What is the third form of accompany?

What is the third form of accompany?

Verb Forms of Accompany

(Base) 1st (Past) 2nd (Past Participle) 3rd
Accompany Accompanied Accompanied
Get list of more Verb Forms.

What is the present continuous of accompany?

Continuous (progressive) and emphatic tenses

present continuous
you are accompanying
he, she, it is accompanying
we are accompanying
you are accompanying

What is the verb form of accompany?

verb (used with object), ac·com·pa·nied, ac·com·pa·ny·ing. to go along or in company with; join in action: to accompany a friend on a walk. to be or exist in association or company with: Thunder accompanies lightning.

What is the past perfect tense of accompany?

The past tense of accompany is accompanied. The third-person singular simple present indicative form of accompany is accompanies. The present participle of accompany is accompanying. The past participle of accompany is accompanied.

What is the past tense of travel?


simple pastⓘ past simple or preterit
you travelled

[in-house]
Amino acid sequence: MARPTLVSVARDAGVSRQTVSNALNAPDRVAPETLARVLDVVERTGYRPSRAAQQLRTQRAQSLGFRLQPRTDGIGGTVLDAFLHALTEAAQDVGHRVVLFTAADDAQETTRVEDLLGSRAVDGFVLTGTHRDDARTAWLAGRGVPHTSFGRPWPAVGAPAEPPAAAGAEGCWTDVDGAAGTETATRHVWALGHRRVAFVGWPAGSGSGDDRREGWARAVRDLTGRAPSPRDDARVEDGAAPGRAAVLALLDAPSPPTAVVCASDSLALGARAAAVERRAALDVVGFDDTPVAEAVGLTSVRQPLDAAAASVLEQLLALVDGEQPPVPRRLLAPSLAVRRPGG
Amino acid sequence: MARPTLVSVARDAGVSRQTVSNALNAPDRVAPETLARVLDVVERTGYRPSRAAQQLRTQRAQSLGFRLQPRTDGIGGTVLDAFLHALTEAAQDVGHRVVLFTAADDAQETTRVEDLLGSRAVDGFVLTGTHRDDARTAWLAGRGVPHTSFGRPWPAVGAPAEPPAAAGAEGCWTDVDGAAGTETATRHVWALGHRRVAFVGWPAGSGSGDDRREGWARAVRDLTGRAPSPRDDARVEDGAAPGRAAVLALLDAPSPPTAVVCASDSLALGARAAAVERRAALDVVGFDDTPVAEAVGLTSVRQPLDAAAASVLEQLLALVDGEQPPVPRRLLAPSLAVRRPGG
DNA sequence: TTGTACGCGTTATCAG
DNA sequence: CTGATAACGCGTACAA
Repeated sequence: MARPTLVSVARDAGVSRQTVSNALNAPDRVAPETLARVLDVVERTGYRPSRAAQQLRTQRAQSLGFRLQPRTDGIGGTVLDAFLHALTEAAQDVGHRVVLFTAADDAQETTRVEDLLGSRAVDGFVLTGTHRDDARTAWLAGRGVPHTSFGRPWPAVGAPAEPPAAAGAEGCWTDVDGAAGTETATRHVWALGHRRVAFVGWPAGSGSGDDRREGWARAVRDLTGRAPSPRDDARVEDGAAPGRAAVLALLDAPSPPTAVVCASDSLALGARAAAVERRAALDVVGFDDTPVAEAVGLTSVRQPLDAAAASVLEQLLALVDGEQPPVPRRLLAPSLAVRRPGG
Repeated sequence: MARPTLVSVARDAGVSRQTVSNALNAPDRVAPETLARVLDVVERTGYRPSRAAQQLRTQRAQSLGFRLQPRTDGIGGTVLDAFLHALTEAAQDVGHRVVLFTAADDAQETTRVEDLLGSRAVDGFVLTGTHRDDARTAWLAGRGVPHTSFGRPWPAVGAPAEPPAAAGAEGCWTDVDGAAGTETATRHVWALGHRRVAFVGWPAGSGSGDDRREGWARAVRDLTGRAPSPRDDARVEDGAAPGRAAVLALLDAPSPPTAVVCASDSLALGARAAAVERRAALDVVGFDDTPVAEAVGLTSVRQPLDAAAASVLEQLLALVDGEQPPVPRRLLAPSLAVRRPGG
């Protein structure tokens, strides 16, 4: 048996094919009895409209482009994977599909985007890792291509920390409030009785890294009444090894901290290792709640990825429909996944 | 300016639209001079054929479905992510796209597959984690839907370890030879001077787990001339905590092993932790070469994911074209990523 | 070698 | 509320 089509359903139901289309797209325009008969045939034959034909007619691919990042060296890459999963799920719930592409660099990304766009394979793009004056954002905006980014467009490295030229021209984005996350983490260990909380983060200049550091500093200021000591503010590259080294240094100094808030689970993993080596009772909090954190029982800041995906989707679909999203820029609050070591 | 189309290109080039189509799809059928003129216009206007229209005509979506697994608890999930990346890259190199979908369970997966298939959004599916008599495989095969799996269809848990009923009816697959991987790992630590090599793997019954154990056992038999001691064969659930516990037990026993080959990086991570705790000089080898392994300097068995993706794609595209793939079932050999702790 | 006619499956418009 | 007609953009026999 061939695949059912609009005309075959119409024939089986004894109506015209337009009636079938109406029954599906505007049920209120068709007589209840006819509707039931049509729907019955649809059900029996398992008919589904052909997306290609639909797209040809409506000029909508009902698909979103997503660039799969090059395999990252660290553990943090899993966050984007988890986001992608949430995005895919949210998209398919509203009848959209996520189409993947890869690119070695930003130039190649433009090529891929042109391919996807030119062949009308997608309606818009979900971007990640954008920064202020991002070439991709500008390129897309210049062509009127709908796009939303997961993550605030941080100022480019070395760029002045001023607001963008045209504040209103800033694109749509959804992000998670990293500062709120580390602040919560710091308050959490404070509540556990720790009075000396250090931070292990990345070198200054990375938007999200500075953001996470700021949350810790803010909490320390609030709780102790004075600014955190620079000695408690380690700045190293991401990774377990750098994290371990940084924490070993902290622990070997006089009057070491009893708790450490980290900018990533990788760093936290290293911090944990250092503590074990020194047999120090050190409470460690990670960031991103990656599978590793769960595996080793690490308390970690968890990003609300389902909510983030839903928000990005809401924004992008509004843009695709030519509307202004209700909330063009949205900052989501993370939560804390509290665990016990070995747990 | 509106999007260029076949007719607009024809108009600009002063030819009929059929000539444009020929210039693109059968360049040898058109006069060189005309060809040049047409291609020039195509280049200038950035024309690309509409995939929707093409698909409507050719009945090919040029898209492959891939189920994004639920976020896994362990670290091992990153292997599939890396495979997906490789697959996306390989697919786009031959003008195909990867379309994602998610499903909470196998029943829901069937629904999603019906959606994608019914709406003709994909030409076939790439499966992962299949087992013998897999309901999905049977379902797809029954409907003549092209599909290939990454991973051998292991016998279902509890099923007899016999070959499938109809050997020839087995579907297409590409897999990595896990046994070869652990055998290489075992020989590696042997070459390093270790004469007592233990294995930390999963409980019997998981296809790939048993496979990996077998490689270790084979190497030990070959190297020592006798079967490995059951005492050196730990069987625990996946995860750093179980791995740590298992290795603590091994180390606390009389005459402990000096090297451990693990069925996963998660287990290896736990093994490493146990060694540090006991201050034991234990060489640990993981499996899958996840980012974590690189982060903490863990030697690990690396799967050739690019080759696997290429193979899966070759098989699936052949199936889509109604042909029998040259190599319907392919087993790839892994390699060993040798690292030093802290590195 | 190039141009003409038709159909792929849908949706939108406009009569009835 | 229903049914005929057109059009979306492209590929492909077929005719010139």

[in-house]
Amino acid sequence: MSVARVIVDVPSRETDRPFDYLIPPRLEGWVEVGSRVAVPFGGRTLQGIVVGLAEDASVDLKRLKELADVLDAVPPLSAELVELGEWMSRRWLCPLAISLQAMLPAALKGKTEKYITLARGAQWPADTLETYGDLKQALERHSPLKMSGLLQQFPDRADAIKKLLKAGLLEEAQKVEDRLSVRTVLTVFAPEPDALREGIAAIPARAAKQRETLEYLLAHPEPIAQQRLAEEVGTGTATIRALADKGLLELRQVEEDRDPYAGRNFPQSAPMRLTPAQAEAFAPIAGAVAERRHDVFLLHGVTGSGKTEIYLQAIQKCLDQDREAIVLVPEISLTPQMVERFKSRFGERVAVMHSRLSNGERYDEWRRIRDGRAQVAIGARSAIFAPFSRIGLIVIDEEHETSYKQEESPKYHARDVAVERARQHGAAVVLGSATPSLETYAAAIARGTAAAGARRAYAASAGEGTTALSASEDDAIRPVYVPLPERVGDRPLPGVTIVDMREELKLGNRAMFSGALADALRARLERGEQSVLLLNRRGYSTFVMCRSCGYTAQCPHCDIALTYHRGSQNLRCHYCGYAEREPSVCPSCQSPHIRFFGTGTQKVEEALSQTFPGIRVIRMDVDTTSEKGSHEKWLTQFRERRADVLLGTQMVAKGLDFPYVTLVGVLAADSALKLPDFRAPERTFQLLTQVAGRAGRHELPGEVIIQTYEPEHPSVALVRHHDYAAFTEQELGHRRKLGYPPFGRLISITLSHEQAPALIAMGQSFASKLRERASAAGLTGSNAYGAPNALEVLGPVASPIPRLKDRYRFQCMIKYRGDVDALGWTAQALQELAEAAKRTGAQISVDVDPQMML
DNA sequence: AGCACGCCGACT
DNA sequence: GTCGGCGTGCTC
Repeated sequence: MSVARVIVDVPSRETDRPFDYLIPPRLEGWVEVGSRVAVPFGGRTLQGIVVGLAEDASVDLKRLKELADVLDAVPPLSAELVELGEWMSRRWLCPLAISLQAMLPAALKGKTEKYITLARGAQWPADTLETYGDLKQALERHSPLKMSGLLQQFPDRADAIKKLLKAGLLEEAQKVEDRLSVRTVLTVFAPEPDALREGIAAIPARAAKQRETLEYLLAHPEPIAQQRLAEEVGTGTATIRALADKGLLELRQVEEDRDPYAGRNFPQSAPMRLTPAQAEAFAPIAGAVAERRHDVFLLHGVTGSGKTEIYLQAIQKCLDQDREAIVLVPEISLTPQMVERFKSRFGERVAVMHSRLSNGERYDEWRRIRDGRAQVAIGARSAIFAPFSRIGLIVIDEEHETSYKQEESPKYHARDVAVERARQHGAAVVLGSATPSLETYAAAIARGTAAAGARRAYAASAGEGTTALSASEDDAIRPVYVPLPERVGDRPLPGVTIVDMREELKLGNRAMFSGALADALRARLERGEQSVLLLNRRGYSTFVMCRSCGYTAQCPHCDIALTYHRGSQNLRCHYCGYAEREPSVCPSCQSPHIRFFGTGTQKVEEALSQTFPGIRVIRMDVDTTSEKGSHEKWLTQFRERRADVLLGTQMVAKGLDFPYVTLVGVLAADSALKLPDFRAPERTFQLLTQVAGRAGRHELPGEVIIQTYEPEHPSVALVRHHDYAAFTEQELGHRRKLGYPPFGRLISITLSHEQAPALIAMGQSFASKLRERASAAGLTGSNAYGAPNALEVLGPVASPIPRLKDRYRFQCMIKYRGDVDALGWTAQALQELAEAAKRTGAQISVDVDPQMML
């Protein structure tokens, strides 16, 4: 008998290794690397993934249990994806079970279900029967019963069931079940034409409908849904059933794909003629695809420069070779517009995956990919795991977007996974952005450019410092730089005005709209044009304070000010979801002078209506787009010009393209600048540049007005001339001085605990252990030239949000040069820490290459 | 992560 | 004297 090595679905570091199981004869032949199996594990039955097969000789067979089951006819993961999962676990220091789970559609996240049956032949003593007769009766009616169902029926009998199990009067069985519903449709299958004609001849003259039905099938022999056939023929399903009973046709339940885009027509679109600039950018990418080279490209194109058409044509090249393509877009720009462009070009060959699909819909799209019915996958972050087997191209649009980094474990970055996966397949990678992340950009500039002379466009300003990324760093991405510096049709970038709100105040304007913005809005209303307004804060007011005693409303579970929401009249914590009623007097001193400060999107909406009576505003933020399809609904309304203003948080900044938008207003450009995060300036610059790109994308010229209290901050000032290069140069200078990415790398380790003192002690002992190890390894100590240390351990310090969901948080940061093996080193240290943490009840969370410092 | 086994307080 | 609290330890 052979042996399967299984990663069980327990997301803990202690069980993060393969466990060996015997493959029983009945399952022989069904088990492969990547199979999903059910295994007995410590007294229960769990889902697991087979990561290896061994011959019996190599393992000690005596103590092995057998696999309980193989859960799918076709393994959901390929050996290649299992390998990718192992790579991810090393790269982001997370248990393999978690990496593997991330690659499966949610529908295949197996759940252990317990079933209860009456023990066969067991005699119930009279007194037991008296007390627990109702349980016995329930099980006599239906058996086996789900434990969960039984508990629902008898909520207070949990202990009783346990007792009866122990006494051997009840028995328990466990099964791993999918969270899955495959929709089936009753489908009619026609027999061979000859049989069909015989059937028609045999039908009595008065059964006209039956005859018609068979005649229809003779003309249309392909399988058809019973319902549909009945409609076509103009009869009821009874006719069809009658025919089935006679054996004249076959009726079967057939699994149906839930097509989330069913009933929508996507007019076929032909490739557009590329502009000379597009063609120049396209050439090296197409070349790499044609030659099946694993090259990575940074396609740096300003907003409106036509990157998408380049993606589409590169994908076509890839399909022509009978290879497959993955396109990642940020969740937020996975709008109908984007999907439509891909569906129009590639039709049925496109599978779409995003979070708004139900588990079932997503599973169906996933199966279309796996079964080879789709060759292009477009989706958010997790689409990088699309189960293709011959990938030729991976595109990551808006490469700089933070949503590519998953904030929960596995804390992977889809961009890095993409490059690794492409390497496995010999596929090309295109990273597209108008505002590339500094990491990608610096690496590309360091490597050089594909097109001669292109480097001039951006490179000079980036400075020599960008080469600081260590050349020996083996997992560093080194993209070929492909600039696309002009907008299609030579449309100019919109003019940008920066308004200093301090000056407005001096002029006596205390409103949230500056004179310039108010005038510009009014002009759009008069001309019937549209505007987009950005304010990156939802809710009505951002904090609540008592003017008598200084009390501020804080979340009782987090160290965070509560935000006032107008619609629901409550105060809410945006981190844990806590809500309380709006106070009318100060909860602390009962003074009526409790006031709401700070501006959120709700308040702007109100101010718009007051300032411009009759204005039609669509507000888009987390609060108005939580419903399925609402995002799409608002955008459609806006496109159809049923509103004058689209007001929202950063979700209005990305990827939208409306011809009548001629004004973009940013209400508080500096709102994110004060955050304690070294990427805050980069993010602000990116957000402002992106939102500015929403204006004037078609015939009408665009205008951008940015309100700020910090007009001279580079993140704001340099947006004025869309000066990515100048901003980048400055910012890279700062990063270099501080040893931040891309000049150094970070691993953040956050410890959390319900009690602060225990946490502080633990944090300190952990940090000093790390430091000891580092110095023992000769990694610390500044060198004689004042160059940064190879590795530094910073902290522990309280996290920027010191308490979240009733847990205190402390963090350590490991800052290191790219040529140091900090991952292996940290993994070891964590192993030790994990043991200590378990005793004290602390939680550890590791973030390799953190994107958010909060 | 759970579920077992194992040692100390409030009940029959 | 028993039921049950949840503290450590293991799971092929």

he, she, it travelled
we travelled
you travelled

What is the plural of accompany?

Singular. I am accompanying. You are accompanying. He/she/it is accompanying. Plural.

What happen in past tense?

Happen Past Tense. past tense of happen is happened.

What is the simple present tense of accompany?

What is the past tense of think?

Past Tense of Think

Present Tense: Think
Past Tense: Thought
Past Participle: Thought
Present Participle: Thinking

How do you use accompany?

  1. accompany somebody/something + adv./prep.
  2. He was accompanied on the visit by his wife.
  3. I must ask you to accompany me to the police station.
  4. accompany somebody/something Warships will accompany the convoy.
  5. The groups are always accompanied by an experienced mountain guide.

Do you say accompanied with or by?

“Accompanied by” is almost a set expression. “Accompanied with” will be understood; it’s not incorrect, and does not differ in meaning from the usual “accompanied by”, but by is the most commonly used preposition. There are no contexts in which one or the other is preferred.

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